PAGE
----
Many property professionals have bemoaned the planning system, claiming it is slowing down the output of new homes.
However, some developers and housebuilders have begun to form closer relationships with councils and one recently appointed a former regeneration director as a strategic consultant.
“It will be important for the local authority, capital partner and construction team to agree a streamlined and affordable delivery structure that meets the requirements of all stakeholders,” said James Aumonier, executive director at Long Harbour.
“Key risk factors should be identified early, including legal, technical, organisational, environmental and financials and mitigations plans put into place to handle them.”
Jordan McBriar, director at Adapt Finance, felt it was imperative that developers and housebuilders had a close working relationship with councils.
“The reason for the need is that the council, rightly or wrongly, can make or break a scheme and if they are involved through the process, from inception to construction, then this will hopefully alleviate any potential problems any scheme may incur.”
Anthony Rushworth, founder of housebuilding investment platform Homegrown, added: “Focusing on one or two locations is a great strategy for developers because the knowledge you gain about a particular council’s preferences and concerns can be invaluable.
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“This all pays off for everyone in the end because ultimately this is about speed.
“Faster planning decisions mean a shorter development cycle, a more predictable financial position for developers and more reliable returns for investors.”
Are there examples of close working relationships?
Some councils have been working with development partners
Clive Wilding, director of Artisan, the development arm of North Street Ltd, said it was working with a local authority to develop a £180m mixed-use scheme in Lewes.
“Partnerships between local authorities and councils are the only way to supply enough houses to satisfy the government’s housing policy.
“Our joint development will deliver 416 new homes out of a total 875 that the council needs to deliver in the town between 2015 and 2030, which is almost half their quota.
“In addition, 40% of the stock will be affordable housing, which is a first for the area.”
Interior designer Alexander James London (AJL) has also been working closely with local authorities, especially in London.
“By forming strong relationships with developers and housebuilders, it should release large land parcels for development quicker and, ultimately, leading to faster delivery of much-needed housing,” said Richard Angel, managing director of AJL.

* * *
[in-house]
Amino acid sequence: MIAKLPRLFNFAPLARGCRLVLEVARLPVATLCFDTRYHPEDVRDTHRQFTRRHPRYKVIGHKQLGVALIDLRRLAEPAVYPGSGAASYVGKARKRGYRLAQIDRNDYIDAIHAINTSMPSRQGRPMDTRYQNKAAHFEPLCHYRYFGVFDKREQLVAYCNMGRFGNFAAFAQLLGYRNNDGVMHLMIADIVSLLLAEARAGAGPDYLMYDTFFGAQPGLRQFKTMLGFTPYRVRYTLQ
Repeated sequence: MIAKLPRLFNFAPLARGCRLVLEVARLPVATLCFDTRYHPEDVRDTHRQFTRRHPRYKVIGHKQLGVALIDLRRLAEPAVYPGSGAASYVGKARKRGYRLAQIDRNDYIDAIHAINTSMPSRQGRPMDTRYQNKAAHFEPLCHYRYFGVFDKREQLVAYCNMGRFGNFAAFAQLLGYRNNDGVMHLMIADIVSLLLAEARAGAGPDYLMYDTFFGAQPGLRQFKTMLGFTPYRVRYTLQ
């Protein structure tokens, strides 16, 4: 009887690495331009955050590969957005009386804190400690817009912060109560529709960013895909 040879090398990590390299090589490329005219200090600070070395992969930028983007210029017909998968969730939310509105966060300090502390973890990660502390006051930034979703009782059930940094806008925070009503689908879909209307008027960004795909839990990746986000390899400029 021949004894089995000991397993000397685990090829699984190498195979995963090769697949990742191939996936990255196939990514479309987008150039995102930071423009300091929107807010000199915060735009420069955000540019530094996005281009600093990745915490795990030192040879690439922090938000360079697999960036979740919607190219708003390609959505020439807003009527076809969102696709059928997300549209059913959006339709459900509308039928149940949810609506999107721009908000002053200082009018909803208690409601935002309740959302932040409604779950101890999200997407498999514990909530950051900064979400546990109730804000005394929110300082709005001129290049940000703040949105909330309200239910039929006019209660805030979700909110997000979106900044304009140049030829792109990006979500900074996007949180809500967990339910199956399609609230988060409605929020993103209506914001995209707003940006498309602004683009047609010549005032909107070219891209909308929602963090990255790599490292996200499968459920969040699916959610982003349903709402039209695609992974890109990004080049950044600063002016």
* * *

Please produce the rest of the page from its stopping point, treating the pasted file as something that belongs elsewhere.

“These partnerships can only be created if the OJEU [Official Journal of the European Union] process becomes more fluid, which will be interesting to see how this is addressed after Brexit."
Many property professionals are frustrated by the planning system
“The erosion of these once-strong relationships has devastated housing supply for the last 30 years,” explained Rico Wojtulewicz, policy adviser for the National Federation of Builders.
“The housing crisis will get worse unless housebuilders and councils collaborate more deeply.”
Ashley Ilsen, head of lending at Regentsmead, said he had maintained for quite a few years that the current planning system needed a substantial overhaul.
“We often hear about the frustrations our developers go through when trying to liaise with the council.
“Even during the post-approval stage involving simple tasks such as making sure pre-commencement conditions are signed off, a lack of information between developers and councils causes further delays to the development process.
“Council planning departments are invariably rife with inefficiency, which is why I would argue for a full-scale overhaul lead by the relevant government departments.”
Room for improvement
Councils can work closer with property professionals
“More open lines of communication would be a great first step in re-establishing collaboration opportunities,” added Rico.
“This would help developers deliver the right homes in the right places, as well as improving the knowledge that councils have about the actual development process.
“Without understanding each other’s pressures and barriers, councils will never build enough of the right homes and developers, particularly SMEs, will struggle to deliver the supply of homes our communities desperately need.”
Jordan also felt that communication was key.
“We have seen far too many times – but thankfully not from a scheme we have partnered – that a developer has tried to ‘pull the wool over the eyes’ of the council and they never, ever succeed.
“So, instead, embrace the local authority, keep them informed of changes you intend to make – well before you have even thought about implementing them – and the schemes will run very smoothly. From that point of view anyway.”